The Lanzo Valleys: guide to an alpine oasis hidden from mass tourism (part I)

Between Val Susa, Savoia and Valle d'Aosta, from the Alpine peaks descend towards Turin Valleys of Lanzo (Val Grande, Val d'Ala and Valle di Vi霉), jewels unknown to mass tourism. If you like omnicomforts hotels, shopping malls and alpine shopping, trendy clubs even at 2.000 meters, I dare: do not continue reading.

Here you will find only dusty little hotels that survived the Belle Epoque; ancient peasant houses in stone (authentic, of those that no longer exist in Valle d'Aosta and Trentino, transformed into cartoon tourist houses), where if you are lucky you will find an old lady who sells you an excellent and "fragrant "Toma inside a barn totally refractory to EC hygiene standards; magnificent impervious paths, the same ones that smugglers once walked with the merchandise on their backs.

Yes, because Italian mountaineering was born here and the first alpine guides, some also called abroad for their skill, were smugglers or children of smugglers; nor were the women watching: one apparently was famous because it left France with its load on its shoulder, crossed the Alps at about 3.000 meters and then went down to Italy, without ever stopping, with his pipe in his mouth. In the small village of Balme, in Val d'Ala, a museum explains the myth of those alpine guides who, in order to live, invented mountaineering for the benefit of bored but energetic young men of good family (who at the end of the nineteenth century even came here from France, England and Switzerland). In the village there is also a modest but fun adventure course suspended in the air. From these impervious Alpine passes not only smuggled goods and tourists passed, but also the Holy Shroud, when it was taken adventurously from Savoy to Turin to save it from war and pillage: in Balme and along the valley, ancient abandoned frescoes commemorate the event, waiting for the Cultural Heritage to remember them.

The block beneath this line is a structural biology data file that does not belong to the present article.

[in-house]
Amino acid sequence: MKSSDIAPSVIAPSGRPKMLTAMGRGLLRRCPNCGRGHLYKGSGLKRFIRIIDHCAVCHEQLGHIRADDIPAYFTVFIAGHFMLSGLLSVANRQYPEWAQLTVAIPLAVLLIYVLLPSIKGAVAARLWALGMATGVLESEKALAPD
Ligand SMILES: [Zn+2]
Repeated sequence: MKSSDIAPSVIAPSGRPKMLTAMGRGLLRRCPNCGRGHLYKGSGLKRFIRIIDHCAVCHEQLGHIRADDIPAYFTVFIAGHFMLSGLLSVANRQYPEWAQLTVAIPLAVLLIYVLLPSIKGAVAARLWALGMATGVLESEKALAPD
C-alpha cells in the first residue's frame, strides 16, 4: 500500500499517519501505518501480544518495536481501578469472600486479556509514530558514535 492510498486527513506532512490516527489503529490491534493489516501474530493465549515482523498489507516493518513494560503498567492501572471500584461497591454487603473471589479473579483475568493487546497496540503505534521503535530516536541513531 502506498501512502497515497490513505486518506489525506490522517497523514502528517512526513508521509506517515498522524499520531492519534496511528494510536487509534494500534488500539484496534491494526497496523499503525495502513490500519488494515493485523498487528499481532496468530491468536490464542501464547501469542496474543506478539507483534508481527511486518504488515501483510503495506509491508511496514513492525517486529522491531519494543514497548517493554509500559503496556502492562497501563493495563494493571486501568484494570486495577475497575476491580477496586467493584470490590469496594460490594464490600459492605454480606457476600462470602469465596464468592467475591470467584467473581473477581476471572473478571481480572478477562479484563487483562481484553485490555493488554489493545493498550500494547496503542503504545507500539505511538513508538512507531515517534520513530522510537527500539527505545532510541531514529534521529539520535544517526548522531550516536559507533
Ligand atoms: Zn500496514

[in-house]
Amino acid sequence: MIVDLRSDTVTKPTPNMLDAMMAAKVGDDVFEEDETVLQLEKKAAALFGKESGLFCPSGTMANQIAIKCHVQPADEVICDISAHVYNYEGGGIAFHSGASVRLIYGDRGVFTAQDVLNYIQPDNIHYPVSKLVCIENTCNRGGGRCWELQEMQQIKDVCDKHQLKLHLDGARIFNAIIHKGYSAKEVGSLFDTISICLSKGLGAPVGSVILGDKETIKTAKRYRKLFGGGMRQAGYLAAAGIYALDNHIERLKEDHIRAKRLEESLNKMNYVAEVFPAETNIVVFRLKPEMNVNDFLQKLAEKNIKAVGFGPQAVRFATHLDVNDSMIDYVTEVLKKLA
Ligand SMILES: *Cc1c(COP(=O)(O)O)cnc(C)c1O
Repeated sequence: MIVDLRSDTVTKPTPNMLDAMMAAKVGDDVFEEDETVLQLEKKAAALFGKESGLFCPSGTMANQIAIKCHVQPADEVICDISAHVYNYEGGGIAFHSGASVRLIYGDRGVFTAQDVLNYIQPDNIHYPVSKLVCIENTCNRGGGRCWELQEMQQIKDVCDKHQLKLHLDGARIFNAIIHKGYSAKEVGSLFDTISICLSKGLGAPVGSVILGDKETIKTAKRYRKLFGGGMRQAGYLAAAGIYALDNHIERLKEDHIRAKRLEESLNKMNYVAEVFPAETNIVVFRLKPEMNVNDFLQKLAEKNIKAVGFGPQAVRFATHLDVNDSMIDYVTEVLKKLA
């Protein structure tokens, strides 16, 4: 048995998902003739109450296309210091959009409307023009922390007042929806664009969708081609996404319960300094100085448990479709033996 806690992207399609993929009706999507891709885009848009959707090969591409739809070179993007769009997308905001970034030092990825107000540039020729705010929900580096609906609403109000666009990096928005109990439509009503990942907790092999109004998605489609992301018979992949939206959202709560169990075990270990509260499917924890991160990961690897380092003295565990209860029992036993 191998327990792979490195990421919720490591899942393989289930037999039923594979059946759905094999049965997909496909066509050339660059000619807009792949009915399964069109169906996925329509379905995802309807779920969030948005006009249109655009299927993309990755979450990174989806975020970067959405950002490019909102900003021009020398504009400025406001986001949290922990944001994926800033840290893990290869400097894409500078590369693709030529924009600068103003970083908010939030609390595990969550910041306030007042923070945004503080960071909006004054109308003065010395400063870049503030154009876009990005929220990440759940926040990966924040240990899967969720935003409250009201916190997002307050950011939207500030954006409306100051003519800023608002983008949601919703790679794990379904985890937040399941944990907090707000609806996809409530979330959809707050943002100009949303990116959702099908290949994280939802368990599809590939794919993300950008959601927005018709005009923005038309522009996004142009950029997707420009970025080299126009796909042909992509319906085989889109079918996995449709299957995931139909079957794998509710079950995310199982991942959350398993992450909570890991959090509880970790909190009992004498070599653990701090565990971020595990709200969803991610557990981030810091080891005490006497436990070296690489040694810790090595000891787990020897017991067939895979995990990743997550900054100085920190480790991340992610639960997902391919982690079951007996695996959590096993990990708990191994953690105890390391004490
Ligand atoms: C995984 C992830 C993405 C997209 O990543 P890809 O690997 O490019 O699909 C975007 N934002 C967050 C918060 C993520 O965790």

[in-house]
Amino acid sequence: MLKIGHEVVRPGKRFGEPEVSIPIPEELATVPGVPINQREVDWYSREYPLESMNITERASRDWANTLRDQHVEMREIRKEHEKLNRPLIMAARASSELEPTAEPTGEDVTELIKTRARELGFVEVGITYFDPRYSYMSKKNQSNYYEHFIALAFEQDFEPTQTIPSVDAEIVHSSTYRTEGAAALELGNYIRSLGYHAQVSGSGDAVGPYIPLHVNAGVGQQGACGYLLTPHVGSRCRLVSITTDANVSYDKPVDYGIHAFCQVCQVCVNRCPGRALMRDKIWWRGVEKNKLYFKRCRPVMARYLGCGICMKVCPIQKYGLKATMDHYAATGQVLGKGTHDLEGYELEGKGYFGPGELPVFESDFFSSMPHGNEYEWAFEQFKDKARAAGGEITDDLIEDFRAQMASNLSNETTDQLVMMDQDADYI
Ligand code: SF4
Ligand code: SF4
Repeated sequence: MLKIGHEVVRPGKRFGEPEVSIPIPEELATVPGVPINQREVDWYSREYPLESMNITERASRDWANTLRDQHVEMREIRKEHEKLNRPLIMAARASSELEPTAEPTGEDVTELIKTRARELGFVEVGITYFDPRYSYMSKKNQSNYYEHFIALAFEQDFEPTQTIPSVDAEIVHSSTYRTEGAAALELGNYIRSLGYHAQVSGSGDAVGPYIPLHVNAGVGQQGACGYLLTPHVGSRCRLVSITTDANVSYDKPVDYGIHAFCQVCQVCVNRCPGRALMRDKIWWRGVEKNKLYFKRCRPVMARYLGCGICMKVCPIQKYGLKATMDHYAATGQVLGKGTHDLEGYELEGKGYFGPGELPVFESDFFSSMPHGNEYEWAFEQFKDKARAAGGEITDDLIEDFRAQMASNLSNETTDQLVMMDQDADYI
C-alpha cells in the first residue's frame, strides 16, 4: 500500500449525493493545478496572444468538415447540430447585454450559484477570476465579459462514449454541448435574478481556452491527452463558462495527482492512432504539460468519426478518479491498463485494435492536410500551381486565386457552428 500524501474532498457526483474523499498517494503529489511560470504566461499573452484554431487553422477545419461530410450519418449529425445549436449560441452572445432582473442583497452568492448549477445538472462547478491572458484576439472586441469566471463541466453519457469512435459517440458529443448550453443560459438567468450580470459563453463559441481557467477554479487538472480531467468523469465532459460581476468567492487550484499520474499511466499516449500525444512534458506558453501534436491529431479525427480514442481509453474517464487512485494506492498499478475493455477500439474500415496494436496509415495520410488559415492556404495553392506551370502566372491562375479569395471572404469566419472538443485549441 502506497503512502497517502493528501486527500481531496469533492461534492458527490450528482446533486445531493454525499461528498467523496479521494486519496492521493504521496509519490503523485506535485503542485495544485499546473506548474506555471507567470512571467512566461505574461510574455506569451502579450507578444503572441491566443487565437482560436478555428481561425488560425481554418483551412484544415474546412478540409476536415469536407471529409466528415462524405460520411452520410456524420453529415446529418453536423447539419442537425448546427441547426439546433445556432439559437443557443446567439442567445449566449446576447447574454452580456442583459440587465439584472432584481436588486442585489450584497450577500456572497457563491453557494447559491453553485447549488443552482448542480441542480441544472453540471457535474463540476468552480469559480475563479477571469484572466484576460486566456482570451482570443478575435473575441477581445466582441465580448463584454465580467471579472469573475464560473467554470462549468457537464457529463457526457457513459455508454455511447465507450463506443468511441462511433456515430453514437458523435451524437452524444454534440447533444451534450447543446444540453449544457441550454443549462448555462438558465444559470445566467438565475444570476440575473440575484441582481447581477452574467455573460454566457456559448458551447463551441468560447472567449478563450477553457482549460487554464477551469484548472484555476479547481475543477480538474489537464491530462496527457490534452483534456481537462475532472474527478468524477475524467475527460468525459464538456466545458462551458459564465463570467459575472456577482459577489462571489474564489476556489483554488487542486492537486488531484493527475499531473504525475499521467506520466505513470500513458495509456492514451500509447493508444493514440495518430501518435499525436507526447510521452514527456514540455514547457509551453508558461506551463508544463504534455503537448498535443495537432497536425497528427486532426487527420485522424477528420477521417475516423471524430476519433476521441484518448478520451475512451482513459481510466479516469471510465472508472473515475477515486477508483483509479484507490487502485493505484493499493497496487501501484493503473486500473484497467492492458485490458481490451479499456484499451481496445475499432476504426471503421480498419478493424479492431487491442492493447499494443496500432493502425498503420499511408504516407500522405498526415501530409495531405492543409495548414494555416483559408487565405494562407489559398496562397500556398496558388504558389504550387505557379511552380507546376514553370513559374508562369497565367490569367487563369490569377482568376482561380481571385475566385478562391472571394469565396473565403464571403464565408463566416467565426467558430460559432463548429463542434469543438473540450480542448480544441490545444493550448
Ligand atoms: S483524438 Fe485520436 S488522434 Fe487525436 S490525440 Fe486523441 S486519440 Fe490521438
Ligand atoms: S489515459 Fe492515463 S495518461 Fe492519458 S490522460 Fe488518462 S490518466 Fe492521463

Above Balme, at 1800 meters, the scenographic Pian della Mussa, rich in spring waters from which the Turin aqueduct is supplied, dominated by a former Savoy hunting lodge (today Soggiorno Alpino Scuole Pie) and in the background of which the peaks rise of Bessanese and Ciamarella, well known to mountaineers and rock climbers.

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